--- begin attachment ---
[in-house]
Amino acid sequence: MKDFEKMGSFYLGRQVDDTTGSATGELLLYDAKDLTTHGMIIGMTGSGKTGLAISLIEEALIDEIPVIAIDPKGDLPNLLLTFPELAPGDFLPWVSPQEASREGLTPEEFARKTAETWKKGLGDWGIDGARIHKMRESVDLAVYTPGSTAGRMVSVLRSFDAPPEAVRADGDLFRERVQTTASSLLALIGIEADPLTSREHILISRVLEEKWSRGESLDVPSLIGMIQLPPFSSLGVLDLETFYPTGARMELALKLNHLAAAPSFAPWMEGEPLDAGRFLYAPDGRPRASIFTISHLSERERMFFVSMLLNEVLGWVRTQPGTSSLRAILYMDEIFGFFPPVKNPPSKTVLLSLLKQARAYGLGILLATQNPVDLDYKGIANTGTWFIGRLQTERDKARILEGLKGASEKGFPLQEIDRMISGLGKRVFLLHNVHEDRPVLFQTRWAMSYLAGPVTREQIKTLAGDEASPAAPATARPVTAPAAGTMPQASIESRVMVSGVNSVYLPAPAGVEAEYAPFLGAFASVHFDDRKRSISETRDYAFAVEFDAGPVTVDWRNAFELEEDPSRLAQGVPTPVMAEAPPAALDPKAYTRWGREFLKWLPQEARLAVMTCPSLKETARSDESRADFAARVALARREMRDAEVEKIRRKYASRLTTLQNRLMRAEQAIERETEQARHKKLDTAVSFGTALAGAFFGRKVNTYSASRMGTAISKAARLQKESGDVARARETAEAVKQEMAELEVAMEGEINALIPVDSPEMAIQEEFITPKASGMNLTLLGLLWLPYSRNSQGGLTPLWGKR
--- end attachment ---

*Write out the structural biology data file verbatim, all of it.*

[in-house]
Amino acid sequence: MKDFEKMGSFYLGRQVDDTTGSATGELLLYDAKDLTTHGMIIGMTGSGKTGLAISLIEEALIDEIPVIAIDPKGDLPNLLLTFPELAPGDFLPWVSPQEASREGLTPEEFARKTAETWKKGLGDWGIDGARIHKMRESVDLAVYTPGSTAGRMVSVLRSFDAPPEAVRADGDLFRERVQTTASSLLALIGIEADPLTSREHILISRVLEEKWSRGESLDVPSLIGMIQLPPFSSLGVLDLETFYPTGARMELALKLNHLAAAPSFAPWMEGEPLDAGRFLYAPDGRPRASIFTISHLSERERMFFVSMLLNEVLGWVRTQPGTSSLRAILYMDEIFGFFPPVKNPPSKTVLLSLLKQARAYGLGILLATQNPVDLDYKGIANTGTWFIGRLQTERDKARILEGLKGASEKGFPLQEIDRMISGLGKRVFLLHNVHEDRPVLFQTRWAMSYLAGPVTREQIKTLAGDEASPAAPATARPVTAPAAGTMPQASIESRVMVSGVNSVYLPAPAGVEAEYAPFLGAFASVHFDDRKRSISETRDYAFAVEFDAGPVTVDWRNAFELEEDPSRLAQGVPTPVMAEAPPAALDPKAYTRWGREFLKWLPQEARLAVMTCPSLKETARSDESRADFAARVALARREMRDAEVEKIRRKYASRLTTLQNRLMRAEQAIERETEQARHKKLDTAVSFGTALAGAFFGRKVNTYSASRMGTAISKAARLQKESGDVARARETAEAVKQEMAELEVAMEGEINALIPVDSPEMAIQEEFITPKASGMNLTLLGLLWLPYSRNSQGGLTPLWGKR